La décision du Comité du chapitre sud-est du Conseil de conservation du Nouveau-Brunswick est finale à savoir si un projet respecte les critères d’admissibilité. Les employés actuels du Conseil de conservation du Nouveau-Brunswick ne sont pas admissibles.

Un panel de juges composé de journalistes expérimentés, d’éducatrices et éducateurs ou autres personnes qualifiées choisies par le Comité du prix Beth McLaughlin, évaluera les candidatures et choisira un lauréat. Les juges se réservent le droit de ne pas attribuer le prix s’ils estiment qu’aucune des candidatures ne leur semble valable.

Les sujets suivants sont particulièrement recherchés :

  •   Les reportages d’enquête révélant un important problème environnemental au Nouveau-Brunswick ou un problème important qui n’a reçu aucune couverture ailleurs.

  •   Histoires informant les lectrices et lecteurs, auditrices et auditeurs d’un problème émergeant au Nouveau-Brunswick.

  •   Histoires aidant à clarifier des problèmes environnementaux complexes ou des évènements importants au Nouveau-Brunswick.

  •   Histoires qui soutiennent le principe journalistique de protection des intérêts du public.

  •   Histoires qui ont apportées une amélioration ou des changements positifs auprès de la


    Les juges pourraient considérer la qualité de l’écriture, les difficultés à obtenir l’information, la pertinence et l’importance du sujet ainsi que d’autres aspects.

    Comment soumettre les candidatures :

    Les candidats peuvent être présentés par des groupes environnementalistes, des organismes médiatiques, des enseignants ou toute autre personne ou organisme. Les candidats peuvent aussi se présenter eux-mêmes. La date limite pour poser sa candidature est le 31 juillet 2016.

    Soumettre les candidatures au Comité du prix de journalisme environnemental du Chapitre sud-est du Conseil de conservation du Nouveau-Brunswick à l’adresse suivante :

    Les dossiers de candidature doivent inclure :
    1 – Nom du présentateur, adresse courriel et numéro de téléphone.
    2 –Nom du candidat, son adresse courriel et son numéro de téléphone.

    3 –Le lien pour les soumissions télévisées et en ligne (les soumissions télévisées doivent inclure une transcription complète de l’émission). Les soumissions écrites peuvent être en format PDF ou html ou via le lien web où le texte a été publié ou affiché et est accessible au public. Tous les liens doivent être de la même version originellement émise, publiée ou affiché, avec les mêmes graphiques, titre, photos, etc., et ne pas être modifiés après l’année du concours.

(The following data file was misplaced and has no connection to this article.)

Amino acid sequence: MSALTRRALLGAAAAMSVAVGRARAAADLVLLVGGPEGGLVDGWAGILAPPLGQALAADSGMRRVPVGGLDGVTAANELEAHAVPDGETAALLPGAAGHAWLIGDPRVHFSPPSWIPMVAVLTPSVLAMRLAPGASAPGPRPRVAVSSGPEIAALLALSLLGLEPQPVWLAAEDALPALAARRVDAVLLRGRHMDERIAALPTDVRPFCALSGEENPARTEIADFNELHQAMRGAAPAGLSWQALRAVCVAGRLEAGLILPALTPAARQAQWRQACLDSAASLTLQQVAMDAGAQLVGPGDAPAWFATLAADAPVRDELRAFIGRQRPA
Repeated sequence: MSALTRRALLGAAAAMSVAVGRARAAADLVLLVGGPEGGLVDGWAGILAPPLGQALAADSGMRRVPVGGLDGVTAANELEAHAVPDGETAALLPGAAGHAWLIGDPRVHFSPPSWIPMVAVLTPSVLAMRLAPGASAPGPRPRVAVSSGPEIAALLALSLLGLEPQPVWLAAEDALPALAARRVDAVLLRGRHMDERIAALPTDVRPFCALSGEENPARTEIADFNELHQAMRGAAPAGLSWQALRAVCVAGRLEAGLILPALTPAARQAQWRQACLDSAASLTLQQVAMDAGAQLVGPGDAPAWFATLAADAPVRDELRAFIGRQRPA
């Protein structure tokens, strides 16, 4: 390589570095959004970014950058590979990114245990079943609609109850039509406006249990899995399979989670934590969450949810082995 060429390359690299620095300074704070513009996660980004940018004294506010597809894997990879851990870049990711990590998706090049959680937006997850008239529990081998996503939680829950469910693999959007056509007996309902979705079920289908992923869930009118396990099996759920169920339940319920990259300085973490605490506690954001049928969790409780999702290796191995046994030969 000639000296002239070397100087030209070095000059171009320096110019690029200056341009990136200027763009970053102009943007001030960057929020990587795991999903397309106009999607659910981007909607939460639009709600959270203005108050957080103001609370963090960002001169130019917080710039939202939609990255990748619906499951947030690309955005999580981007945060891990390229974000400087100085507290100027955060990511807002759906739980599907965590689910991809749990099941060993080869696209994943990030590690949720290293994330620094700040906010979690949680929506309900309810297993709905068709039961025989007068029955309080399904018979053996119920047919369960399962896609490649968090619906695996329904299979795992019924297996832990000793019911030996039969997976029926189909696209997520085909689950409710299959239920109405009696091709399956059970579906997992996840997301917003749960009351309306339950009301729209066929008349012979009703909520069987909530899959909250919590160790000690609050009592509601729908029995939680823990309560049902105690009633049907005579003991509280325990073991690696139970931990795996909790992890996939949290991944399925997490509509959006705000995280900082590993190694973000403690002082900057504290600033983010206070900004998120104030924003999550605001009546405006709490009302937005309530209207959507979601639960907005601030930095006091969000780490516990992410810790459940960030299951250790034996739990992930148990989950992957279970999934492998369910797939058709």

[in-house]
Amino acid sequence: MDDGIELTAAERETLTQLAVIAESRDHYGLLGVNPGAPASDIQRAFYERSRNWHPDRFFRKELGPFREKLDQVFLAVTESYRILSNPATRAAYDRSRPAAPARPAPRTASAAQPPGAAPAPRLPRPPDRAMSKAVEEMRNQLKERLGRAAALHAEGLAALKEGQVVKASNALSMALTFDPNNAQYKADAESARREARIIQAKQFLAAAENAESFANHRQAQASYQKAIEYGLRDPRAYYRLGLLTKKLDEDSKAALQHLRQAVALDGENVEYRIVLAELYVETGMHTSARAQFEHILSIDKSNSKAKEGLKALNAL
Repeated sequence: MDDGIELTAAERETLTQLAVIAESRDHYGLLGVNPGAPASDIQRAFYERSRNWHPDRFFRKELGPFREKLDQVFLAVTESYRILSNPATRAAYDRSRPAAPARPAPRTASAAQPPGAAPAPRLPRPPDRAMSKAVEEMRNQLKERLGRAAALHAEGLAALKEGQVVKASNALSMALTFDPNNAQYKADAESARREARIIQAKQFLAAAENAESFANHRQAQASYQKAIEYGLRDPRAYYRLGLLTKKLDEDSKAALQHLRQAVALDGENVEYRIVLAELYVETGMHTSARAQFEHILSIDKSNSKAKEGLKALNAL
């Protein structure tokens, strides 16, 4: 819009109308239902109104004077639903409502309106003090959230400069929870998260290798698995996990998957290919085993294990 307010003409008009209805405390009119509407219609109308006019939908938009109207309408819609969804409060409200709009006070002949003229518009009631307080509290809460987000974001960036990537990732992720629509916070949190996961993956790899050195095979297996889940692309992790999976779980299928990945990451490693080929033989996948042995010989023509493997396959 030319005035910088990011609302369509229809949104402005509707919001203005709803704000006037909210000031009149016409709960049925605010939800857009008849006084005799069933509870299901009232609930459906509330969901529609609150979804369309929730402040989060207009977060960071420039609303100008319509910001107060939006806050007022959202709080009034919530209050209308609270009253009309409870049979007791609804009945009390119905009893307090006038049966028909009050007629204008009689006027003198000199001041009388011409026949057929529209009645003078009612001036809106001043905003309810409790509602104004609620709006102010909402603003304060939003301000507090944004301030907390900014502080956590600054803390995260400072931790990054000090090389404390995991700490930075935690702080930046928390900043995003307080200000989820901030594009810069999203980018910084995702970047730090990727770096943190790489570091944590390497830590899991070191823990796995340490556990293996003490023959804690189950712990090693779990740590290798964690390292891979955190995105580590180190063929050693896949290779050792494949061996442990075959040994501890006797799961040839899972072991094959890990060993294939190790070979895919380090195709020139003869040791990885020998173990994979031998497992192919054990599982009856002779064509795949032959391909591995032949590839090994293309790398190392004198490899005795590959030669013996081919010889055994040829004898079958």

4 –Si le texte soumis n’est pas accessible au public, l’autorisation doit être donnée par l’éditeur au Conseil de conservation du sud-est du Nouveau-Brunswick pour établir un lien ou bien le publier en ligne pour le rendre accessible au public.

    5 –Des renseignements additionnels concernant la candidature peuvent être ajoutés mais ne sont pas nécessaires.

    Le nom du gagnant sera publié et le prix sera remis à l’automne 2016.
    Le montant du prix est de
    300.00 $ et deux billets pour l'événement d’automne. 

Would you consider having your group co-sign the letter below to the Mi'kmaq and Maliseet Chiefs

Tuesday, 14 June 2016
by Jean Louis Deveau
Please let Jean Louis Deveau ( know  if your organization is willing to co-sign this letter.  

Dear Chief [_________________]:

We, the undersigned, are requesting that the Maliseet and Mi’kmaq chiefs not support a proposal to develop a snowmobile hub at Mount Carleton Provincial Park.  The snowmobile hub is a decoy for a much bigger issue which is that public officials appear not be adhering to Mount Carleton’s previously established and adopted zoning system and the 2014 Parks Act. In 1980, a zoning plan was developed for the park, defining what could and could not be done based on the level of protection needed for each of the five zones attributed to this park.